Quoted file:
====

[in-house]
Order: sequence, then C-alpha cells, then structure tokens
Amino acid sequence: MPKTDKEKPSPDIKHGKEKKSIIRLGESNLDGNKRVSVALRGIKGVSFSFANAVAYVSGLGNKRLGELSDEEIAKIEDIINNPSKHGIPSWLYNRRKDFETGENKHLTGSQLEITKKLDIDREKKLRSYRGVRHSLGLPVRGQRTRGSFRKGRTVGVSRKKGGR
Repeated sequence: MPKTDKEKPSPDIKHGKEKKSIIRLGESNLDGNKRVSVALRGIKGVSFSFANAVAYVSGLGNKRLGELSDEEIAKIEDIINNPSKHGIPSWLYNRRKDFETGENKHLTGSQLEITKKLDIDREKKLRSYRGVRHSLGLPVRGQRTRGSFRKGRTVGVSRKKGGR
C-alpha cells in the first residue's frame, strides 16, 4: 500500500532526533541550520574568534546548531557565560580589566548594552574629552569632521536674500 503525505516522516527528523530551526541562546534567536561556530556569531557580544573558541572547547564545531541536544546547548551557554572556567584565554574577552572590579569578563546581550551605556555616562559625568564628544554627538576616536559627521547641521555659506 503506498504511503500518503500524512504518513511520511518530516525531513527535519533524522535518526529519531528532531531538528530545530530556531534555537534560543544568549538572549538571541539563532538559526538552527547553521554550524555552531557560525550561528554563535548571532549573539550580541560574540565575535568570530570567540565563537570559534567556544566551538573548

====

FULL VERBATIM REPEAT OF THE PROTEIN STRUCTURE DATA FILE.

[in-house]
Order: sequence, then C-alpha cells, then structure tokens
Amino acid sequence: MPKTDKEKPSPDIKHGKEKKSIIRLGESNLDGNKRVSVALRGIKGVSFSFANAVAYVSGLGNKRLGELSDEEIAKIEDIINNPSKHGIPSWLYNRRKDFETGENKHLTGSQLEITKKLDIDREKKLRSYRGVRHSLGLPVRGQRTRGSFRKGRTVGVSRKKGGR
Repeated sequence: MPKTDKEKPSPDIKHGKEKKSIIRLGESNLDGNKRVSVALRGIKGVSFSFANAVAYVSGLGNKRLGELSDEEIAKIEDIINNPSKHGIPSWLYNRRKDFETGENKHLTGSQLEITKKLDIDREKKLRSYRGVRHSLGLPVRGQRTRGSFRKGRTVGVSRKKGGR
C-alpha cells in the first residue's frame, strides 16, 4: 500500500532526533541550520574568534546548531557565560580589566548594552574629552569632521536674500 503525505516522516527528523530551526541562546534567536561556530556569531557580544573558541572547547564545531541536544546547548551557554572556567584565554574577552572590579569578563546581550551605556555616562559625568564628544554627538576616536559627521547641521555659506 503506498504511503500518503500524512504518513511520511518530516525531513527535519533524522535518526529519531528532531531538528530545530530556531534555537534560543544568549538572549538571541539563532538559526538552527547553521554550524555552531557560525550561528554563535548571532549573539550580541560574540565575535568570530570567540565563537570559534567556544566551538573548